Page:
Research Scientist & Technical Lead for Mixed Reality at Oculus Zurich

Alexander is Research Scientist and Technical Lead for Mixed Reality at Oculus Zurich. With the teams in Zurich, he focuses on developing core technologies that bridge the boundaries between the Real and Virtual World, ranging from 3D computer vision and machine learning to high-performance graphics and experience design. Before his time at Oculus, Alexander headed the Imaging and Video group at Disney Research. The research and technologies developed by his group have significantly impacted Disney park attractions and movie productions such as Soarin’ over California and Soarin’ around the World, Pirates of the Caribbean, Maleficent, Cinderella, Big Hero 6, and various others. Alexander obtained his Ph.D. in Computer Science at RWTH Aachen in 2008, and spent one year as a postdoctoral researcher at the Computer Graphics Laboratory at ETH Zurich. In 2012 Alexander received the Eurographics Young Researcher Award.
ahornung.net

Dr. Alexander Ilic

Head of Magicleap and Founder of Dacuda

Alexander Ilic is the head of Magic Leap Switzerland and an experienced high-tech entrepreneur. He co-founded the ETH Spin-off Dacuda (acquired by Magic Leap in 2017) and served as Assistant Professor at University of St.Gallen. In 2011, he won the Swiss Economic Award and was named «Entrepreneur of the Year» in 2012 by E&Y.

Julien Martel

Institute of Neuroinformatics, Cortical Computation Group

Julien is a Ph.D. candidate at the Institute of Neuroinformatics. His research interests lie in artificial vision with the aim to give machines the ability to see, and understand what they see. Julien is interested in the design of algorithms and systems with novel, unconventional vision sensors. In particular, he has devoted his efforts to create algorithms for sensors that embed intelligent circuits in each pixel and is collaborating with chip designers to drive the design of the next generation of intelligent vision chips.

Marc Pollefeys

Computer Vision and Geometry Group ETH Zürich

Marc Pollefeys is a Professor of Computer Science at ETH Zurich and Director of Science at Microsoft working on HoloLens and Mixed Reality.  He is best known for his work in 3D computer vision, having been the first to develop a software pipeline to automatically turn photographs into 3D models, but also works on robotics, graphics and machine learning problems.  Other noteworthy projects he worked on with collaborators at UNC Chapel Hill and ETH Zurich are real-time 3D scanning with mobile devices, a real-time pipeline for 3D reconstruction of cities from vehicle mounted-cameras, camera-based self-driving cars and the first fully autonomous vision-based drone.  Most recently his academic research has focused on combining 3D reconstruction with semantic scene understanding.  He received a Master of Science in electrical engineering and a PhD in computer vision from the KU Leuven in Belgium in 1994 and 1999 respectively.  He became an assistant professor at the University of North Carolina in Chapel Hill in 2002 and joined ETH Zurich as a full professor in 2007.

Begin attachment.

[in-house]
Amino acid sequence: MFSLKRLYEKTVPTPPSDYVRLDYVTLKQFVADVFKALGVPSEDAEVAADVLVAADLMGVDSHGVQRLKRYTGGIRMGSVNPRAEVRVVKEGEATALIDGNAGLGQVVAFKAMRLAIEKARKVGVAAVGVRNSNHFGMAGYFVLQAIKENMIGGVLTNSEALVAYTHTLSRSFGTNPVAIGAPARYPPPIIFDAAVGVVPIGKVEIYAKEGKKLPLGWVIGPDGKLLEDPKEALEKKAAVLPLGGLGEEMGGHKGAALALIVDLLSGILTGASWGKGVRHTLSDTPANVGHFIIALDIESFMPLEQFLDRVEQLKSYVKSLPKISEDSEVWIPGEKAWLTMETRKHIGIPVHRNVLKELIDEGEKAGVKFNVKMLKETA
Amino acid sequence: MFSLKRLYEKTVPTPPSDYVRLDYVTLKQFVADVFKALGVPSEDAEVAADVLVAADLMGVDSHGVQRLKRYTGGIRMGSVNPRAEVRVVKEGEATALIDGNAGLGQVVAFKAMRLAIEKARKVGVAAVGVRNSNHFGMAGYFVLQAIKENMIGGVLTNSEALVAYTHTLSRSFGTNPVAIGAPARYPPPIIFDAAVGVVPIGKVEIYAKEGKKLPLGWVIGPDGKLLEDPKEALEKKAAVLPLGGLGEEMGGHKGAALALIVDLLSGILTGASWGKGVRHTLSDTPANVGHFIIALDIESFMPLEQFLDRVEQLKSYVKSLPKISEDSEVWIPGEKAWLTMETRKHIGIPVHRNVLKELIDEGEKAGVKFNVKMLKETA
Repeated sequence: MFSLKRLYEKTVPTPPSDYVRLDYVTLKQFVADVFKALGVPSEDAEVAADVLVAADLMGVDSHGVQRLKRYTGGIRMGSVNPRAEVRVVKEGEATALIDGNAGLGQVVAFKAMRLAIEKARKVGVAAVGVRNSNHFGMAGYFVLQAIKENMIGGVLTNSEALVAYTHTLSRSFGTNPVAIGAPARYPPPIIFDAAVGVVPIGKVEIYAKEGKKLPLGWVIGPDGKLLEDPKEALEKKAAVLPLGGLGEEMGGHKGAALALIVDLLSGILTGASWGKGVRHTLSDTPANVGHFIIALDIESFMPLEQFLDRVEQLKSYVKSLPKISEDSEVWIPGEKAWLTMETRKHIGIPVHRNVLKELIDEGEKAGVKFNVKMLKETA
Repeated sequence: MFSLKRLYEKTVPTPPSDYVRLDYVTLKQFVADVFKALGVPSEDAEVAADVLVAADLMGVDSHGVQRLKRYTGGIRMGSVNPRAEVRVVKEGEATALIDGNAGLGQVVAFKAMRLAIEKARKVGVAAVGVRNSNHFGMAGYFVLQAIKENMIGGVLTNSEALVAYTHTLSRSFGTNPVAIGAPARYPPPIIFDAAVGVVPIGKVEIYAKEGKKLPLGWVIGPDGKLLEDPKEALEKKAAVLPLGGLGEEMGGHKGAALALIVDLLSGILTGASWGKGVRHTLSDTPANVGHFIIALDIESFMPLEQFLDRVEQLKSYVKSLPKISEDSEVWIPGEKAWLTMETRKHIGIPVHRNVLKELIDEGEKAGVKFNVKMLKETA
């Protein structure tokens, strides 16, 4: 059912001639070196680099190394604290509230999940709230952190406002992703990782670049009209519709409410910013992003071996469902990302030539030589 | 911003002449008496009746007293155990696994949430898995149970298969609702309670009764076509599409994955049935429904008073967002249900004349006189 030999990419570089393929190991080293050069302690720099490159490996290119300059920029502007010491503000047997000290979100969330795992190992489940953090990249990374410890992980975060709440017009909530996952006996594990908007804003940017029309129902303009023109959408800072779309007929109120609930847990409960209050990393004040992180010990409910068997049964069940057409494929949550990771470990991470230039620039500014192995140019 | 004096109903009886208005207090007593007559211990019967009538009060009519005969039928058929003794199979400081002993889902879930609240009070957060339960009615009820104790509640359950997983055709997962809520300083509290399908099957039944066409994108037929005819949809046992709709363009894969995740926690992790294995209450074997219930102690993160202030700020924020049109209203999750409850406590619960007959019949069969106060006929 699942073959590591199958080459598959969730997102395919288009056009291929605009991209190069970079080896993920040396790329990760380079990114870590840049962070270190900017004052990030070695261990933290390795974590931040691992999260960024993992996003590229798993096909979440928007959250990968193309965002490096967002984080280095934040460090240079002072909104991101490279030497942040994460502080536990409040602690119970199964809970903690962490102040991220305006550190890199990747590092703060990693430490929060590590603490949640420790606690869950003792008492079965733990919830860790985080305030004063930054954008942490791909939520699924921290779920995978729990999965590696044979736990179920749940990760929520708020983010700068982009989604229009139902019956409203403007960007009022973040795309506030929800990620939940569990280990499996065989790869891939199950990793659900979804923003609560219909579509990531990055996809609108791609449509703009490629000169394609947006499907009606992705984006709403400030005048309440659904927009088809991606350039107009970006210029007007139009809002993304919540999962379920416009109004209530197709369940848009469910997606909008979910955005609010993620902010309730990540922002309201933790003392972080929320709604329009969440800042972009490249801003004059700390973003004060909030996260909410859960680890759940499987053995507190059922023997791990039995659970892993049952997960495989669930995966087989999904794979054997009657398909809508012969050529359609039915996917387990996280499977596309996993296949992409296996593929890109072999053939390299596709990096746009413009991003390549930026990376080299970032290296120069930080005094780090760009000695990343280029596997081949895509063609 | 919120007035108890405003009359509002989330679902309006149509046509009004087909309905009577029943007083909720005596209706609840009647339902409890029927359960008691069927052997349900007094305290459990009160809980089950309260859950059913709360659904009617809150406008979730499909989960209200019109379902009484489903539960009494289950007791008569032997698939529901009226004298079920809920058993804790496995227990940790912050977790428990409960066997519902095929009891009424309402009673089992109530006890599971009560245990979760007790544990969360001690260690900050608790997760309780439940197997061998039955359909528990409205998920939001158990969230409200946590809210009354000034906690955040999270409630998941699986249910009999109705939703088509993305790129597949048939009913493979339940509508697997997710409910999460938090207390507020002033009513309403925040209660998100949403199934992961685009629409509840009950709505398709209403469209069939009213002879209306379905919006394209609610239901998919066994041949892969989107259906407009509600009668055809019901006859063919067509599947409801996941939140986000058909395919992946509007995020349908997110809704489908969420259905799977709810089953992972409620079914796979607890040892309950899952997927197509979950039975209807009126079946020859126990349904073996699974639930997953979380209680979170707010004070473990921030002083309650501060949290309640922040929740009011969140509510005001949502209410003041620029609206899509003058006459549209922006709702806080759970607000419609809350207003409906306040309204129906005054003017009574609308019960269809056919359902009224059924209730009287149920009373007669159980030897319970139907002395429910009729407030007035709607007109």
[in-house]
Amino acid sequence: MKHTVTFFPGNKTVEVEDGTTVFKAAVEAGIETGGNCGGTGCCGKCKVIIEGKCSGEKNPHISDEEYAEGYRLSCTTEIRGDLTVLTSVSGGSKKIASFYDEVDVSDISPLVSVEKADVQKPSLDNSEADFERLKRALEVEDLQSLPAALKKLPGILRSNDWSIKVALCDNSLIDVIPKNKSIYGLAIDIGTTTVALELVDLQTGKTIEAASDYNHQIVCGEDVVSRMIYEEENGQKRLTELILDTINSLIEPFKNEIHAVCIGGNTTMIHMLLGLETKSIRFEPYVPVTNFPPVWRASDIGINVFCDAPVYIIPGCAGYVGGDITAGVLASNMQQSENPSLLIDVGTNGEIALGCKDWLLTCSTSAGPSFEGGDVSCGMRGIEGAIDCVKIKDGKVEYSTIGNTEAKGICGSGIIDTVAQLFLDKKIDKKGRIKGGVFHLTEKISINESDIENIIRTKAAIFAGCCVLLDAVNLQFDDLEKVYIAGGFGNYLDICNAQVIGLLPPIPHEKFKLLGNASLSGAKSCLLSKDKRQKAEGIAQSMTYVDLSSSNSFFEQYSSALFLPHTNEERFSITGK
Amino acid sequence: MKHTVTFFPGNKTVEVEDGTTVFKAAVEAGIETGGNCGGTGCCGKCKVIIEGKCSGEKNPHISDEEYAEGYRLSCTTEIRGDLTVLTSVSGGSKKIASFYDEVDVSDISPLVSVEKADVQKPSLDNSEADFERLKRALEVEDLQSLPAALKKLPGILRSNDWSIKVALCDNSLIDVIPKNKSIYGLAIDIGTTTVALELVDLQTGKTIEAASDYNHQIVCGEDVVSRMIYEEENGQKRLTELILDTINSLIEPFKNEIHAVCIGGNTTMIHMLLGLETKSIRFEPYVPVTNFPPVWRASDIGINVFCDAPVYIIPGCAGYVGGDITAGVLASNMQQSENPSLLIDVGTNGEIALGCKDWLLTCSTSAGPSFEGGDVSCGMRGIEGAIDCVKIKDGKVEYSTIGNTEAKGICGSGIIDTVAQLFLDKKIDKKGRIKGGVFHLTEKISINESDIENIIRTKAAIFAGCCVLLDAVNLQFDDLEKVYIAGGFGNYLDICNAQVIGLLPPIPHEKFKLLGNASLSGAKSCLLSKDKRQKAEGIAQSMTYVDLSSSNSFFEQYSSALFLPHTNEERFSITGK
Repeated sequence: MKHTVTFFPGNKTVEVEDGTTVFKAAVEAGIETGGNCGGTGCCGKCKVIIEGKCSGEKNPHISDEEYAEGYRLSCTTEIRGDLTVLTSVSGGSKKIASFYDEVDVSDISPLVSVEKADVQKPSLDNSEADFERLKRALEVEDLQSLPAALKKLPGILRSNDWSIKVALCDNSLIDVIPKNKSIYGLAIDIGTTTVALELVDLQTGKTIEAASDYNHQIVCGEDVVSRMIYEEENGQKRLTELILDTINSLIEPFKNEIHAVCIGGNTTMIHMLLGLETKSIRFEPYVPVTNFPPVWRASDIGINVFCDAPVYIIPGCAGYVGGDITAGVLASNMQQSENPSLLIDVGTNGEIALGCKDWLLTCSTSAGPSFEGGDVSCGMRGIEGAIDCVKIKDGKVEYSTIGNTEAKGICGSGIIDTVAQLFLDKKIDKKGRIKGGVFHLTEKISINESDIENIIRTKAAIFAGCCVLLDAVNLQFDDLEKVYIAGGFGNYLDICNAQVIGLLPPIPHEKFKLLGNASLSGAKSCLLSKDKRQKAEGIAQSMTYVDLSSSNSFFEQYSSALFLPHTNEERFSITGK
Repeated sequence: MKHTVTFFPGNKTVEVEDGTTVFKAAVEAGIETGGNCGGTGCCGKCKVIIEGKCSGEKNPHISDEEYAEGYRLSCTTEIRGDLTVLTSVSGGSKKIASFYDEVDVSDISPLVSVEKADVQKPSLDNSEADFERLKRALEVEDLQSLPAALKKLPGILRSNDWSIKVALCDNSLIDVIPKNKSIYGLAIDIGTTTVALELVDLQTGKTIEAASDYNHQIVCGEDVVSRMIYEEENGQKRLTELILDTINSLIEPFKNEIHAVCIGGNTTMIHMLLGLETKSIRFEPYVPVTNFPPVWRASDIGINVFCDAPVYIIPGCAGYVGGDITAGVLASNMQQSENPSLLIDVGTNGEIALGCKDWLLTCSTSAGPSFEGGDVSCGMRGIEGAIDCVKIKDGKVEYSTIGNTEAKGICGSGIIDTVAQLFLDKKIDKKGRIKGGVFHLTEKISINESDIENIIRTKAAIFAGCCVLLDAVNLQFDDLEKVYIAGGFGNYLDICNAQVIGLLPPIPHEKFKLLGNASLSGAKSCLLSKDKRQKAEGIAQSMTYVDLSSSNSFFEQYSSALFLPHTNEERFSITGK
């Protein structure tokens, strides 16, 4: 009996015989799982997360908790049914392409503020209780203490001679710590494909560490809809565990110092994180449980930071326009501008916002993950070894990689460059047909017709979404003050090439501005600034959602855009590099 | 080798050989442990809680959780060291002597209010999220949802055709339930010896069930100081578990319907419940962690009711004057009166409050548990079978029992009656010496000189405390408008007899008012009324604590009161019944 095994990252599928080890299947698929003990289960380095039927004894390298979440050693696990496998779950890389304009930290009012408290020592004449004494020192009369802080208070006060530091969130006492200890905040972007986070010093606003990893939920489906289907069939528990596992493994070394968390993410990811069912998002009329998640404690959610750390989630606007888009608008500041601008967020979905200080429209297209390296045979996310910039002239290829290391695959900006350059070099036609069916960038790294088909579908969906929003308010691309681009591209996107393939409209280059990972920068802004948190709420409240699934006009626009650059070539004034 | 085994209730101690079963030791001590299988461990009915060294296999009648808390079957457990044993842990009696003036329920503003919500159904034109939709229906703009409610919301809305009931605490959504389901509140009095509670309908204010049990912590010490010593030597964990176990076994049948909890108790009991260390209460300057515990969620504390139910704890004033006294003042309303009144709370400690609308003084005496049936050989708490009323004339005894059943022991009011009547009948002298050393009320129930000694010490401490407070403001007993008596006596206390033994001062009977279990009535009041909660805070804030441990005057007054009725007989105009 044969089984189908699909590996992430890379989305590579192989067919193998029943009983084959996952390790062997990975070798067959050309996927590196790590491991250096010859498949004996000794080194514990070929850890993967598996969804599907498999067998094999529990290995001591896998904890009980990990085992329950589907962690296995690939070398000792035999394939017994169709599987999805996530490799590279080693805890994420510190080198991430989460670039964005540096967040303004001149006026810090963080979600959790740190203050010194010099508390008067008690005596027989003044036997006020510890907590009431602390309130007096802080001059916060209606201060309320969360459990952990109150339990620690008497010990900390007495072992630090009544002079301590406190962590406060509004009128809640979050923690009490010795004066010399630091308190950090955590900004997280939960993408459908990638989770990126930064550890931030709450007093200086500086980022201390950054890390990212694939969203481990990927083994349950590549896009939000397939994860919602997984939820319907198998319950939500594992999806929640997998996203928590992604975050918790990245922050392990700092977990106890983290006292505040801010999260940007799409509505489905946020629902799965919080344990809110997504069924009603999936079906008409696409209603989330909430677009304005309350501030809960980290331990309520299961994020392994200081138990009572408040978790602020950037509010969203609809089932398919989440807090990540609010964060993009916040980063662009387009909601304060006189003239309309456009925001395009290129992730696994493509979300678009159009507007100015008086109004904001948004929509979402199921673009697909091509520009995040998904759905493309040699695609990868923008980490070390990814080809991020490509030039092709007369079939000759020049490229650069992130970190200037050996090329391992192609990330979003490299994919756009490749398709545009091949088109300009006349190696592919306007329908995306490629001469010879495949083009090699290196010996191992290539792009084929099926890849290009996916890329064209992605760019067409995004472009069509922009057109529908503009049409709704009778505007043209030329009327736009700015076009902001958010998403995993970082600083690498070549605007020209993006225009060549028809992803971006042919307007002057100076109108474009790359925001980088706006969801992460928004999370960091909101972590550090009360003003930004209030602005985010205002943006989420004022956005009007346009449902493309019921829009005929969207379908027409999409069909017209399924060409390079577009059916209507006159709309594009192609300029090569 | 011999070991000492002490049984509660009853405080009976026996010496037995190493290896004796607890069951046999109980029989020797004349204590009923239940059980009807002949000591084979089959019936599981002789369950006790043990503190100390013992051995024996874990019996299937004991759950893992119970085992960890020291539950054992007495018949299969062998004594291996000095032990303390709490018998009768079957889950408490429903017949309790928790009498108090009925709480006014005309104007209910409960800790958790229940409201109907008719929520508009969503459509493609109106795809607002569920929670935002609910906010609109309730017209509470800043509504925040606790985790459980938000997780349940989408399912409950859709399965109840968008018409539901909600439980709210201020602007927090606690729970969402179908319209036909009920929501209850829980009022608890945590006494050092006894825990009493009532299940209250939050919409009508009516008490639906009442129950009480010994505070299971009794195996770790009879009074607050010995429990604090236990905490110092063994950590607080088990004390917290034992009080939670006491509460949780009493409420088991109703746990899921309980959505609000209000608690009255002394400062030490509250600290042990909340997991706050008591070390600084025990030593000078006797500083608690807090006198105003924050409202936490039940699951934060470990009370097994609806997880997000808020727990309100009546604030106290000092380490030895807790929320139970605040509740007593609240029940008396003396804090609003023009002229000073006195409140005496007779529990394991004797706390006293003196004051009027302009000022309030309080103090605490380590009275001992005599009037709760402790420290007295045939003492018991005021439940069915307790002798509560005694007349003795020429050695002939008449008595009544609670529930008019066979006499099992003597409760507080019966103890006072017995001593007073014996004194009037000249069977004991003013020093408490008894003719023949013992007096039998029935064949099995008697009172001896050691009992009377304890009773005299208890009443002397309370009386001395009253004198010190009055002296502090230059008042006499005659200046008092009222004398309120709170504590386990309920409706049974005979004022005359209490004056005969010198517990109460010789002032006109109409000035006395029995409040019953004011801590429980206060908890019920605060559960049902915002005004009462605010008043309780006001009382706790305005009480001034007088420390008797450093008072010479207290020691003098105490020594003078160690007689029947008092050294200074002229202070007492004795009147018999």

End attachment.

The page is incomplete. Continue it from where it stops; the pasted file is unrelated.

Prof. Markus Gross

Institute for Visual Computing at ETH Zurich and Director of Disney Research Zurich

Markus Gross is a Professor of Computer Science at the Swiss Federal Institute of Technology Zurich (ETH), head of the Computer Graphics Laboratory, Vice President Global Research and Development and the director of Disney Research. He joined the ETH Computer Science faculty in 1994. His research interests include physically based modeling, computer animation, immersive displays, and video technology. Before joining Disney, Gross was director of the Institute of Computational Sciences at ETH. He received a master of science in electrical and computer engineering and a PhD in computer graphics and image analysis, both from Saarland University in Germany in 1986 and 1989. In 2013 he received a Technical Achievement Award from the Academy of Motion Picture Arts and Sciences, the Konrad Zuse Medal of GI and the Karl Heinz Beckurts price.

Yulia Sandamirskaya

Institute for Neuroinformatics at ETH Zurich and University of Zurich

Yulia Sandamirskaya is leading the group "Neuromorphic Cognitive
Robots'' that builds biologically inspired computing architectures for robots
using spiking and continuous neuronal dynamics. She is interested in
long­term memory formation, sequence learning, sensorimotor maps
learning, spatial cognition, and navigation, and aims at realising related
neuronal architectures in mixed signal analog/digital neuromorphic chips.
She builds neuronal architectures that can perceive, learn, and act
autonomously in a closed sensor­motor loop, inspired by biological
cognition.